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Photos of the day - October 21, 2014

A details from a large stone bearing an official Latin inscription some 2,000 years old, which archeologists from the Israeli Antiquities Authority describe as 'extremely rare' and of 'tremendous historical significance' is displayed before the Rockefeller Museum in East Jerusalem, October 21, 2014. The inscription is a dedication to the Roman emperor Hadrian and consists of six lines engraved on hard limestone which reads, 'To the Imperator Caesar Traianus Hadranus Augustus, son of the deified Parthicus, grandson of the deified Nerva, high priest, invested with tribunician power for the 14th time, consul for the third time, father of the country (dedicated by) the 10th legion Fretensis (2nd hand) Antoniniana.' Only a small number of official Latin inscriptions have been discovered in archaeological excavation in Israel and Jerusalem and is important for mentioning Emperor Hadrian and the Tenth Legion in the era between two revolts, one being the JewishBar Kochba revolt which broke out several years later than Hadrian's visit to Jerusalem in the year 129-130 CE. (EPA/JIM HOLLANDER)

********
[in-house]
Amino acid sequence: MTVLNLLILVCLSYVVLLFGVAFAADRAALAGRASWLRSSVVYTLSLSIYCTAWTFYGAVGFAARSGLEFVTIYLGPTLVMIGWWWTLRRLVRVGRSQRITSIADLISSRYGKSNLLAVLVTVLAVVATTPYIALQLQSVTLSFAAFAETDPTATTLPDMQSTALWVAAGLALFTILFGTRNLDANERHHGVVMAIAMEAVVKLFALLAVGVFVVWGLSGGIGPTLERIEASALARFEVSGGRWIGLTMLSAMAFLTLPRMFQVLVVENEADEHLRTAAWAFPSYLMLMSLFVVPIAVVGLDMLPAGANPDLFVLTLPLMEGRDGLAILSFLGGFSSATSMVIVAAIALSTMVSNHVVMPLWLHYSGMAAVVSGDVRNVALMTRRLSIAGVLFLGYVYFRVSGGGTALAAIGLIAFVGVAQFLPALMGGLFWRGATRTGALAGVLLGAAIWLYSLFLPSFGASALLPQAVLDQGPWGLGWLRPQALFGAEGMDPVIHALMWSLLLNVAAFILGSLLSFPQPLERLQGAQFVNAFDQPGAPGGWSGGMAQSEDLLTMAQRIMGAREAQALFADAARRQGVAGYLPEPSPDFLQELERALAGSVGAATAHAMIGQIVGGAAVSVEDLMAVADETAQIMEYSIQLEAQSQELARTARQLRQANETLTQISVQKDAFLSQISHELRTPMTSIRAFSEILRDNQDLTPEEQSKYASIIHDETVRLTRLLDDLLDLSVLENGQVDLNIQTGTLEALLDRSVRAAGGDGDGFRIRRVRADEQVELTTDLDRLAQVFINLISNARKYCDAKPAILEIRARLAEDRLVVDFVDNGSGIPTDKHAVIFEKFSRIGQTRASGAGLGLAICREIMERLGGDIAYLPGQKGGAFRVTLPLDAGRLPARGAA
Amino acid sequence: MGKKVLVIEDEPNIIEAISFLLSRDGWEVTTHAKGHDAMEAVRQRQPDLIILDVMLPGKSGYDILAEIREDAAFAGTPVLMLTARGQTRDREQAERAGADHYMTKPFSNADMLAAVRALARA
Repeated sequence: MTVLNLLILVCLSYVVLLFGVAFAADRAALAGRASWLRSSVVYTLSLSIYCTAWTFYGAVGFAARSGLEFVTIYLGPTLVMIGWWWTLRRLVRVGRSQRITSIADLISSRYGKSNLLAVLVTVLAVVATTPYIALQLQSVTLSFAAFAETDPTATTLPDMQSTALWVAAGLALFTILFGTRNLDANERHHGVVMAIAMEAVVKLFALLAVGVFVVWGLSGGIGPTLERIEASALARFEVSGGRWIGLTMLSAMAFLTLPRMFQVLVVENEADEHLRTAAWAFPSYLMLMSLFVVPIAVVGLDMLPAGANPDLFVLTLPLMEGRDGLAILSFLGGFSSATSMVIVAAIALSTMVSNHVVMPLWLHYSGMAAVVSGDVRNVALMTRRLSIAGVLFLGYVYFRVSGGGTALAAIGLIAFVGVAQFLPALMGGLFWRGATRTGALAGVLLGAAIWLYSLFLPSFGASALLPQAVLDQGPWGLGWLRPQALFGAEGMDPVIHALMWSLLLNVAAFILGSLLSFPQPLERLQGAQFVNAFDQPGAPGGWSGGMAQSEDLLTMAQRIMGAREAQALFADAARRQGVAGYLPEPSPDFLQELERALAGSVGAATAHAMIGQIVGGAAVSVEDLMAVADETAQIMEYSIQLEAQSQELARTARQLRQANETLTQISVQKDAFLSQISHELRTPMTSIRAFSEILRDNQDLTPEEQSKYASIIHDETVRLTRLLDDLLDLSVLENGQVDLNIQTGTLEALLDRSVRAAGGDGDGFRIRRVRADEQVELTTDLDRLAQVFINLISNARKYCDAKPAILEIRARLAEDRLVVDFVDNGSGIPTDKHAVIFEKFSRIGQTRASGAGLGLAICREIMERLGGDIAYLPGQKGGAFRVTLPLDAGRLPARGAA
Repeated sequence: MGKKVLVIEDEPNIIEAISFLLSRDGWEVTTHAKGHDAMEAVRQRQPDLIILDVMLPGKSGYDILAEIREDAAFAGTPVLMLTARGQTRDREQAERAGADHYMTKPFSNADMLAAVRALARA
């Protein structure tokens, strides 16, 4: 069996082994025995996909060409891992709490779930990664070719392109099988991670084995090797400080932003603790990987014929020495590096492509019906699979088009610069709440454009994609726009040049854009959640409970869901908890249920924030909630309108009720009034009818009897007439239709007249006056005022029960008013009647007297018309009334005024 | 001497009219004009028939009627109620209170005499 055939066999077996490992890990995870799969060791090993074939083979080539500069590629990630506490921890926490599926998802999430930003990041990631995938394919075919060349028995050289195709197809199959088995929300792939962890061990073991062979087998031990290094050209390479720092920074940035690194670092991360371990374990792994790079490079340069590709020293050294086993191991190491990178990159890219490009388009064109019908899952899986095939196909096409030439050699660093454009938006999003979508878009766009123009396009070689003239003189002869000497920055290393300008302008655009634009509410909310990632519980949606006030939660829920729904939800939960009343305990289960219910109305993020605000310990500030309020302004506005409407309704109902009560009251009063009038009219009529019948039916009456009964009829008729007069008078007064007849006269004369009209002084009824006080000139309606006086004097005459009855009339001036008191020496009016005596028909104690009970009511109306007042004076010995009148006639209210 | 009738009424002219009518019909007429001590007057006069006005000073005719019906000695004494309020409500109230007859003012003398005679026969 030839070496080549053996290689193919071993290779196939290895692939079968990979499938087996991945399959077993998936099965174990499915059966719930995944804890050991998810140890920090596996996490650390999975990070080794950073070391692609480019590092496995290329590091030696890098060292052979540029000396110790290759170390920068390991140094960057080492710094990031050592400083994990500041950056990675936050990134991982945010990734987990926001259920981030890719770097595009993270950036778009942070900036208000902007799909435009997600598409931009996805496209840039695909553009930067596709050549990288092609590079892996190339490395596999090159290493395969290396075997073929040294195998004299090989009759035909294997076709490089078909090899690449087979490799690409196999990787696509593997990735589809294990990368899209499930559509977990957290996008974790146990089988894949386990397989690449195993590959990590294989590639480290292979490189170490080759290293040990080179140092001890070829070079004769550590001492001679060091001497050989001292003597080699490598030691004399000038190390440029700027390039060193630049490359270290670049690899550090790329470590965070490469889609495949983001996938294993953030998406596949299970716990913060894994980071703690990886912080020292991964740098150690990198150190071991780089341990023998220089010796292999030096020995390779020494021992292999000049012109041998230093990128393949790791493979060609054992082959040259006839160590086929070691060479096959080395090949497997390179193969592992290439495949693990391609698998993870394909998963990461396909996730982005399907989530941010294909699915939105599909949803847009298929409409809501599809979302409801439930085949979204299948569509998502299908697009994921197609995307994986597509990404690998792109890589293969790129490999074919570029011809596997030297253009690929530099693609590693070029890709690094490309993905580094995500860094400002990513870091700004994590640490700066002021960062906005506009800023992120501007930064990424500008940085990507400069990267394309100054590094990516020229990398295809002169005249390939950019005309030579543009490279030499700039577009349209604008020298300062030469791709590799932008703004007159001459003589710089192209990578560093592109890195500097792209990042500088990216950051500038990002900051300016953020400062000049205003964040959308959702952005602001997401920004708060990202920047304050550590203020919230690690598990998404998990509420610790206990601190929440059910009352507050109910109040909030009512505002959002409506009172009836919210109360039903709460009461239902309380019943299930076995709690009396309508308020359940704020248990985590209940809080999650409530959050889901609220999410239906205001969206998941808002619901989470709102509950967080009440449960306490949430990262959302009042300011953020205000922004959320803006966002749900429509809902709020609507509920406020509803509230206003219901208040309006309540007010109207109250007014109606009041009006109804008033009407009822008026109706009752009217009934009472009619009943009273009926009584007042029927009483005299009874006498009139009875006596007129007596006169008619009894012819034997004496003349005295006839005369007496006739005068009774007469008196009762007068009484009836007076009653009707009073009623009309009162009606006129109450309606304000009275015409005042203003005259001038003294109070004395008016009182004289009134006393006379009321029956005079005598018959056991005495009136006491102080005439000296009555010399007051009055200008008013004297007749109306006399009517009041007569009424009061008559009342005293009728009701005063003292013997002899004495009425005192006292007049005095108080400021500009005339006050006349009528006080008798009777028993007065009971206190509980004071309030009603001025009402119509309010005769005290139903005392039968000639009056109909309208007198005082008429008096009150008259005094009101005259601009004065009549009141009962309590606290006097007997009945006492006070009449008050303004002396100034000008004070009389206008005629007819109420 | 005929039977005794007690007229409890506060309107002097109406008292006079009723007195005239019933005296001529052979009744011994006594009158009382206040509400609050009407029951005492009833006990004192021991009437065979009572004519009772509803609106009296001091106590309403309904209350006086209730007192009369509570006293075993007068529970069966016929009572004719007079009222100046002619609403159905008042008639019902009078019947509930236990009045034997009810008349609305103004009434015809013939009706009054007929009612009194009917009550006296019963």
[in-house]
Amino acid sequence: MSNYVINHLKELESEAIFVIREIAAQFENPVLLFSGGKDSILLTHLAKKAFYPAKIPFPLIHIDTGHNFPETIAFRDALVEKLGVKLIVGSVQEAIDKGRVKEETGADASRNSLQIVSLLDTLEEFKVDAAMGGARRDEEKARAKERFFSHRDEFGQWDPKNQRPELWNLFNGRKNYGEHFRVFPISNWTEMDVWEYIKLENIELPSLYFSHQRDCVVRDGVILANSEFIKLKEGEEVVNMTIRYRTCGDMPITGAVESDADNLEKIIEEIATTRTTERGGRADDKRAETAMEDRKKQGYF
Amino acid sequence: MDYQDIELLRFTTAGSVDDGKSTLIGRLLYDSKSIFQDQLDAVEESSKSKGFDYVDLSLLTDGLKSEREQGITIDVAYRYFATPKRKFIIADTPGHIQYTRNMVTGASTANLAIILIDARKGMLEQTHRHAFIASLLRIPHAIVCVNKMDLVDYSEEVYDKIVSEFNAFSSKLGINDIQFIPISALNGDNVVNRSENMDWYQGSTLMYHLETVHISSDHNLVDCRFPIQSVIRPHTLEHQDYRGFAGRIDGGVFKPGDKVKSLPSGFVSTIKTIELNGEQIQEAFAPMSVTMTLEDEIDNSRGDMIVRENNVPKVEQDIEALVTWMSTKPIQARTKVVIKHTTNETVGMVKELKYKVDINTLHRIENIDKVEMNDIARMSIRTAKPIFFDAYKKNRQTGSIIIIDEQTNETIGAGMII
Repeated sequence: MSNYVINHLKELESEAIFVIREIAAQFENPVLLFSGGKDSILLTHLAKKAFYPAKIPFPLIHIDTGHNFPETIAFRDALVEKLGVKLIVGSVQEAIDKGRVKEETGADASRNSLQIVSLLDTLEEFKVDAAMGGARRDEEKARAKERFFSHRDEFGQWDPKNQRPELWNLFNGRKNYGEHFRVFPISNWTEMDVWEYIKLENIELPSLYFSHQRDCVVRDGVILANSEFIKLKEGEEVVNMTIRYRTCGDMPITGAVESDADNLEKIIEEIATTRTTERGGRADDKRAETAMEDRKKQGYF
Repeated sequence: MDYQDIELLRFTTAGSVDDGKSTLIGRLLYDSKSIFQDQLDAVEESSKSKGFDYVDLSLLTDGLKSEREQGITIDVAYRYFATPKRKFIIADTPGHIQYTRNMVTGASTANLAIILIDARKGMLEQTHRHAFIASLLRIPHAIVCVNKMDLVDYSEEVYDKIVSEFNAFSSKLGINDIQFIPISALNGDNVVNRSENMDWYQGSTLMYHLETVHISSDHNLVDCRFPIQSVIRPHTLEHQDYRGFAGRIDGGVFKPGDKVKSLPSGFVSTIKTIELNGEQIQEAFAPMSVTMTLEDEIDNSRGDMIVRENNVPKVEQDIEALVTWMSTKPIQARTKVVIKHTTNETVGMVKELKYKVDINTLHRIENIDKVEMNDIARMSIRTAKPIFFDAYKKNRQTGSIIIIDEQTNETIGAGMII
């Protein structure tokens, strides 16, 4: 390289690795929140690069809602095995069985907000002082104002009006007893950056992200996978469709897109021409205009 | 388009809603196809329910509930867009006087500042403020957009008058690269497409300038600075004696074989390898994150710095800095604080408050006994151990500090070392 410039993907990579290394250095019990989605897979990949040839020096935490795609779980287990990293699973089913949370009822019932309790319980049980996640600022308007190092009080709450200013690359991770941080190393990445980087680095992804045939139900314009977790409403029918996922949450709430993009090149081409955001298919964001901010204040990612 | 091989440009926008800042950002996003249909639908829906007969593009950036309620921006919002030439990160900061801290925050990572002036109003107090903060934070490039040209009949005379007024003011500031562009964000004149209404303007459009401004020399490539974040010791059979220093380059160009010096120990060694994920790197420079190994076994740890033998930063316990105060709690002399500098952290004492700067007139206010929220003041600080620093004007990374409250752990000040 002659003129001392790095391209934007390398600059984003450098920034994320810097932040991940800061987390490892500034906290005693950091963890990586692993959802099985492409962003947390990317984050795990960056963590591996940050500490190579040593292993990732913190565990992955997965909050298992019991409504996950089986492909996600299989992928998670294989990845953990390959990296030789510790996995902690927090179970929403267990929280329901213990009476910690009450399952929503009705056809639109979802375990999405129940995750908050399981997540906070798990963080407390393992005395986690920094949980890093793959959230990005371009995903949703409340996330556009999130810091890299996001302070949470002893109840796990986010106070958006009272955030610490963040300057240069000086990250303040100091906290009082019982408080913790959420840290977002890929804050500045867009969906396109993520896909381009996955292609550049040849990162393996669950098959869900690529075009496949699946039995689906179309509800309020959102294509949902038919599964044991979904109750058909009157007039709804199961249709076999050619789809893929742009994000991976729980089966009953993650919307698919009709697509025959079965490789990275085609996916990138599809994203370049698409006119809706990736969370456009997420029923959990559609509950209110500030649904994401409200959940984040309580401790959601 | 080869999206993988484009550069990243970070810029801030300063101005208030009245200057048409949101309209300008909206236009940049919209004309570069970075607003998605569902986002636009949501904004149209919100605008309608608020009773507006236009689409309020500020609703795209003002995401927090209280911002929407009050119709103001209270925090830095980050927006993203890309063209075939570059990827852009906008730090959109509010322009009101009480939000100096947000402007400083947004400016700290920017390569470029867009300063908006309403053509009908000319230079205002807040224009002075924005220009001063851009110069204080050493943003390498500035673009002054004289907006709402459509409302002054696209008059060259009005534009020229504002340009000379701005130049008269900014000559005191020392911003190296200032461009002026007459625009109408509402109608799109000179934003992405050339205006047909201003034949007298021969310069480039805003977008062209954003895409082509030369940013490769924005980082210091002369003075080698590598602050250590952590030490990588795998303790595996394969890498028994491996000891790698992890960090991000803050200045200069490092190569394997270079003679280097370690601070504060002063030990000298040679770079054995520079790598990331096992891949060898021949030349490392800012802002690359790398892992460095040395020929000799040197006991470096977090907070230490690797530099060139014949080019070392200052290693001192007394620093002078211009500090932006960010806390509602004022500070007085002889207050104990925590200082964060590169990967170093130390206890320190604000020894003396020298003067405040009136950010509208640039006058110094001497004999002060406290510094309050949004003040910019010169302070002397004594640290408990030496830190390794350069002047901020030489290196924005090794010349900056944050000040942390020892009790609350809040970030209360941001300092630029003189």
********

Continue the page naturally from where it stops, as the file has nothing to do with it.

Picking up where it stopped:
Jewish revolt written in stone


Israeli archaeologists said Tuesday they have discovered a large stone with Latin engravings that lends credence to the theory that the reason Jews revolted against Roman rule nearly 2,000 ago was because of their harsh treatment.

Israel's Antiquities Authority said the stone bears the name of the Roman emperor Hadrian and the year of his visit to Jerusalem, a few years before the failed Bar Kochba revolt in the second century A.D. The inscription backs up historical accounts that Rome's Tenth Legion was present in Jerusalem in the run-up to the revolt. (AP)

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